I recently discovered Tim Farris on the Jay Mohr podcast. I haven't read any of his books yet, but he was very interesting. Two of the things I came away with from the podcast were; the 80/20 principle and asking "what’s the worst that could happen?" The 80/20 principle is that 80% of your results come from 20% of your actions. I tried to relate this to juggling shows. In the last year, Darren has spent some time doing online advertising, and I have spent a bunch of time designing this website and our brochures. However, I would guess that 80% of our show offers come from people who have heard about us through Jesse Rothaker (thanks again Jesse). This involved almost no work on our part. We met him after a show at the Intercourse Heritage Festival, and since then he has told tons of the people he has performed for about us. NOTE: Darren disputes the 80% figure for Jesse, but agreed that most of our shows came from some sort of referral. If we really want to do more shows, that is what we should try to duplicate.
I guess what I am talking about is networking. I have always had a negative association with the idea of networking. It always seemed like it meant pretending to be friends with someone, so they would help you out. Obviously, I could remove the word pretending from that definition and it wouldn't sound as bad, but it still seems like networking is kind of like using people. I am going to experiment with it for a month to see if it is really that bad. What’s the worst that could happen? I could turn into a calculating jerk, but I am sure someone will tell me if that happens. Plus, I feel like that by writing about it as I do it at the very least I am being honest about everything. Maybe I will irritate people who could have otherwise helped us, but that's not really any worse than them not knowing who we are at all.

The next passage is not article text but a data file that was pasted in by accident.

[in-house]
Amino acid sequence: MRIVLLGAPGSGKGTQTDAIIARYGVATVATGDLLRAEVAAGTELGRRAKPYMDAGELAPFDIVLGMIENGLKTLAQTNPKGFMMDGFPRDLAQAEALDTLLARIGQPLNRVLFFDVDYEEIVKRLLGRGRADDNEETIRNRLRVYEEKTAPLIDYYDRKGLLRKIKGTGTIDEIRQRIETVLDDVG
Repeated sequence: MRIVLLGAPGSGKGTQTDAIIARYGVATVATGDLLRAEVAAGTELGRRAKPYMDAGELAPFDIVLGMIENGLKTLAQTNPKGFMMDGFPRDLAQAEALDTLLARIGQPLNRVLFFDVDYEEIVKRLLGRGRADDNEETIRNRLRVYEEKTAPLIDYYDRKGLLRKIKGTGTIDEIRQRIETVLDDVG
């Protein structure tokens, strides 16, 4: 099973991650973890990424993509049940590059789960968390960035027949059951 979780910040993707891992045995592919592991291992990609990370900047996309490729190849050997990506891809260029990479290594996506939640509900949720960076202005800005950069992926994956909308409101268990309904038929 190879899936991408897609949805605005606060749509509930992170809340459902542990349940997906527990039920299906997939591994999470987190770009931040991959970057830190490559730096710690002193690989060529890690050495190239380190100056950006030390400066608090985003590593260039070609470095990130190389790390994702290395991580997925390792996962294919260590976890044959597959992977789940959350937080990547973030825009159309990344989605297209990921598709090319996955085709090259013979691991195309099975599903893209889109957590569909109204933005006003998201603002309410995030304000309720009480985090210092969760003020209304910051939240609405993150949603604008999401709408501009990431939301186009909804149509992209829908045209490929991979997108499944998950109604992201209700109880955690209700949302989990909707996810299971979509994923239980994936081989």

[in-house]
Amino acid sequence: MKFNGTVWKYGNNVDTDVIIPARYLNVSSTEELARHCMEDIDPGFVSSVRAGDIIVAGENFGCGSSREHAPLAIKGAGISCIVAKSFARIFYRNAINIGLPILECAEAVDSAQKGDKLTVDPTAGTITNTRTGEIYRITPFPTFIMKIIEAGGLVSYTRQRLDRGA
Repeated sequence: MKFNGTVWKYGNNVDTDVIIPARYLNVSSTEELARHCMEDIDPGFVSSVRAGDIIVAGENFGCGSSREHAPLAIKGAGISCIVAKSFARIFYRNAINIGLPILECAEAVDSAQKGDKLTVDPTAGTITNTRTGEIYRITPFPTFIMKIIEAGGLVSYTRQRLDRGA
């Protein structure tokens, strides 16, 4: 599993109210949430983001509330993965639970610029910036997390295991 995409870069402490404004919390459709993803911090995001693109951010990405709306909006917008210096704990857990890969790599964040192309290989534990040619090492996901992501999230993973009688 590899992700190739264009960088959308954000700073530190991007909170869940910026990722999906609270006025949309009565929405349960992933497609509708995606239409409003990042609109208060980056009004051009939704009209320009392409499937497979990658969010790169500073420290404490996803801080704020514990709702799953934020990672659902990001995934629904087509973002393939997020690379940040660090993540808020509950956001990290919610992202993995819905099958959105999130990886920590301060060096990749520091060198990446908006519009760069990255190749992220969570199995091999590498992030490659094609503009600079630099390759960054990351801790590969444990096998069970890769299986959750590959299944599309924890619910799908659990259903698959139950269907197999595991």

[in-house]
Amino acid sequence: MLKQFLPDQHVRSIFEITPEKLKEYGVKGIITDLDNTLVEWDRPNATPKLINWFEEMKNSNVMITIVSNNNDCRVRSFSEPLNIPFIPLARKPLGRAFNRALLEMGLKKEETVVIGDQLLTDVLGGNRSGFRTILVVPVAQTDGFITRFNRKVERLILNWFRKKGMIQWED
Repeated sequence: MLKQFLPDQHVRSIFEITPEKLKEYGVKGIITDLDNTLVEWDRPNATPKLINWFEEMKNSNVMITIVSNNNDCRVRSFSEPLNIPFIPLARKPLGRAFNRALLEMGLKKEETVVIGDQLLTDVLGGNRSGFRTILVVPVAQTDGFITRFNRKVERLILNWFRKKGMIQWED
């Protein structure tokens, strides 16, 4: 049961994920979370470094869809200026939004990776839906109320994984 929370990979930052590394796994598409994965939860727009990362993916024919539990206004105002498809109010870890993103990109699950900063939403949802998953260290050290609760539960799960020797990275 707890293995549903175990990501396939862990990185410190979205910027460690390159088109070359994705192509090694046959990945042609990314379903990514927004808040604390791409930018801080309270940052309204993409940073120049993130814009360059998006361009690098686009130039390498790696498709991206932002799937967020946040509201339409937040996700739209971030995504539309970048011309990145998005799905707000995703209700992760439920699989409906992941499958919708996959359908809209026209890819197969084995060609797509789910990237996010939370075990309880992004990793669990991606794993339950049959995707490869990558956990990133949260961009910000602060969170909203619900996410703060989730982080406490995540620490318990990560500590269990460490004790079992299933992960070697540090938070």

I've barely started and I have already decided that the idea of networking for a month was too ambitious. I was making a list of possible people to learn about and try to meet, but I could already feel that it was too much to think about. Instead I am going to limit this experiment to two goals.
Ok, it is time to check in on my goals. I don't know if I have been much friendlier: I was going to try and e-mail some of the other performers I meet at our last show, but I can't remember their last names. I stopped by the Lancaster Juggling Club on Tuesday and one of Jesse Rothaker's shows. I didn't really make any new contacts, but it was nice to see people again and stay a little more connected.
On to Goal 2, I sent Steve Courtney an e-mail asking some questions. He replied super fast and was extremely friendly and helpful. I am planning to meet with him to discuss our show early next month. This second goal was really easy to accomplish, I basically just had to ask.
In summary, I enjoyed hanging out with performers after our show, attending the Reptile show, and going to the juggling club. I am also excited to meet Steven Courtney. However, thinking about networking still feels weird. Instead of thinking about networking, I am just going to try to be more willing to go out and do things when they come up. This doesn't feel like that interesting of a conclusion, but hey it was worth a try.
The K in the DKers